As I interacted with the precious human beings in Salina, Kansas, yesterday, I just wondered if they knew that God’s people should be smart. God’s people should be the most creative. God’s children should be at the top of the list in generosity. God’s followers should be leading the way in understanding, mercy and diversity. God’s favored should understand that they’re only given that status because they continue to pursue belief instead of settling for the common.

Yes, in a church environment, I often feel that we’re mining for rocks and throwing away the gold. I sometimes sense that futility has become the symbol of our faith, rather than our faith dispelling all futility.

So after having a wonderful embrace with my new brothers and sisters in Salina, I was encouraged to teach more to the natives about the true value of gold over merely extolling the rocks.

Here are five questions. How you answer these questions determines whether you view your earth journey into a festival of worship or a drudgery and march in despair towards eternal salvation.

(1) Who am I? (2) What am I? (3) Where am I? (4) When am I? (5) Why am I?

We have to start getting better answers than just “secular” and “religious” ones.

Because if you ask a religious person, “Who am I?” they more than likely will respond, “A sinner–in constant need of salvation.” On the other hand, a secular person might tell you that he is a valuable human being with great potential and no limits. Honestly, both answers are incomplete, if not erroneous.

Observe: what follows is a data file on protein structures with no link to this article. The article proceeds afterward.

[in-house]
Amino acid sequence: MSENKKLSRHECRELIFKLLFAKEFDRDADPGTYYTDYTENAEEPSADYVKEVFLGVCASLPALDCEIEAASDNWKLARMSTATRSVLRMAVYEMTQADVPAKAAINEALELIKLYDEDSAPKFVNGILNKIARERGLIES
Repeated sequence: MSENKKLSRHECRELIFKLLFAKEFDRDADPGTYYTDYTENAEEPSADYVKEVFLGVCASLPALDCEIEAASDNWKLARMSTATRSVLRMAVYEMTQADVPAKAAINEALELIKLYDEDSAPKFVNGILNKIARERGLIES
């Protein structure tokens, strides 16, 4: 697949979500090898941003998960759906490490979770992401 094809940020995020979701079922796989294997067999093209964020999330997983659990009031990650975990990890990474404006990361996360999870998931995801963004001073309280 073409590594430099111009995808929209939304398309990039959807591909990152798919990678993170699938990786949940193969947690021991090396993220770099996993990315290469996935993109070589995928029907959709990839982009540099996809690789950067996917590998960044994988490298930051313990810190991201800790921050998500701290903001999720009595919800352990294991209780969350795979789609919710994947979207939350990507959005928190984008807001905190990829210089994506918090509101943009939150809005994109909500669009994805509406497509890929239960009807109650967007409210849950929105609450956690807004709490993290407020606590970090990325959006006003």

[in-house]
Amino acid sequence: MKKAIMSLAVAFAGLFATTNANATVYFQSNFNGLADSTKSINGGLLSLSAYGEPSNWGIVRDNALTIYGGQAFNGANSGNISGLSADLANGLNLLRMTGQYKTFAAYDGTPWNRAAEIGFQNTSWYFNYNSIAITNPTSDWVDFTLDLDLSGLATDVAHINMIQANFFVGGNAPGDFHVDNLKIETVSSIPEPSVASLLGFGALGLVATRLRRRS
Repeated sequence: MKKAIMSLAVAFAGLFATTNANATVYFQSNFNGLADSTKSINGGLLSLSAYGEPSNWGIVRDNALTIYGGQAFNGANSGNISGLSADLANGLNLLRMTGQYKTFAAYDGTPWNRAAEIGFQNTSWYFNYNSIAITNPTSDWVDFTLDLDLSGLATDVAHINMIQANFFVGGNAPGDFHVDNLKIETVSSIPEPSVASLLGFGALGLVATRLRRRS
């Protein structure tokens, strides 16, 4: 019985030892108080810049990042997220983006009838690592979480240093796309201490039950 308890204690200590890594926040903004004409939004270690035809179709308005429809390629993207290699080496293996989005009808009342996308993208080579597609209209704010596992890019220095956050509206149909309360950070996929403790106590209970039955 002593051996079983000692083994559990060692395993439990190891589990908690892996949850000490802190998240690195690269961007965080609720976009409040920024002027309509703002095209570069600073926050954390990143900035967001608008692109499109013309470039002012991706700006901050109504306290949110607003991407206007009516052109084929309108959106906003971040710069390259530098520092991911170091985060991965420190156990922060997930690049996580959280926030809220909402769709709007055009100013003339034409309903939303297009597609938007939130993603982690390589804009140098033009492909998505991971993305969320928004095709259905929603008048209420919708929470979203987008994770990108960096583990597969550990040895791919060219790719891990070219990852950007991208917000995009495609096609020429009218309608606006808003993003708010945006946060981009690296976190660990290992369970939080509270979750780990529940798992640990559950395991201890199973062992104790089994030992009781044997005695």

What am I? Religious response: “Trusting God for my needs and waiting for my heavenly reward.” Secular: “Trying to keep ahead of the game and get a little bit ahead.”

Where am I? “On the earth, filled with trials and tribulations,” replies the religious person. “With my family, trying to do the best we can and have a little fun”–a secular perspective.

When am I? If you are of a religious thought pattern, you are constantly reminding yourself of your past sins and your present inadequacies, believing that the future is in God’s hands. A secular person is more than likely trying to ignore the past, have fun in the present and hope for a better future.

Why am I? Even more ambiguous. I guess the religious answer would be that humans are here to give glory to God. A more “street born” philosophy might be some variation of “eat, drink and be merry, for tomorrow you may die.”

The religious and secular worlds square off against each other, each one believing the other is absolutely lost and confused. There has to be a better way.

So in honor of my dear, sweet brothers and sisters in Salina, I offer the following proposal, which I shall dub The Salina Solution. It is an attempt to stop mining for rocks and throwing away gold. And what is the difference? How do I know when I’m picking up the rocks and throwing away the gold in life? Anything that makes me cynical is a rock. Anything that stimulates my belief is gold.

So here you go. I will take on the same questions, but give you what I think are more Jesus-based–Jesonian–answers:

1. Who am I? A human being–nothing more, nothing less, no apologies.

2. What am I? Heart, soul, mind and strength–and if I ignore any one of them, they cry out at me like an abandoned baby.

3. Where am I? In this place, needing and giving grace.

4. When am I? Now. I live in the now. I learn from the past, understanding that because of free will, I will determine my own future.

5. Why am I? I have only one mission–to bring heaven to earth and to take as much earth as I can to heaven.

That’s it. It is The Salina Solution–an attempt to cease mining for rocks, casting away the gold. (Otherwise, you find yourself literally “caught between a rock and a hard place.” Religion will break you down in an attempt to make you humble, and the world will lift you up, only to mock you when you tumble from your own lack of ability.)

It is time to dump the rock and save the gold. Are you up to the challenge?

Are you ready to take on The Salina Solution?

   

The producers of jonathots would humbly request a yearly subscription donation of $10 for this wonderful, inspirational opportunity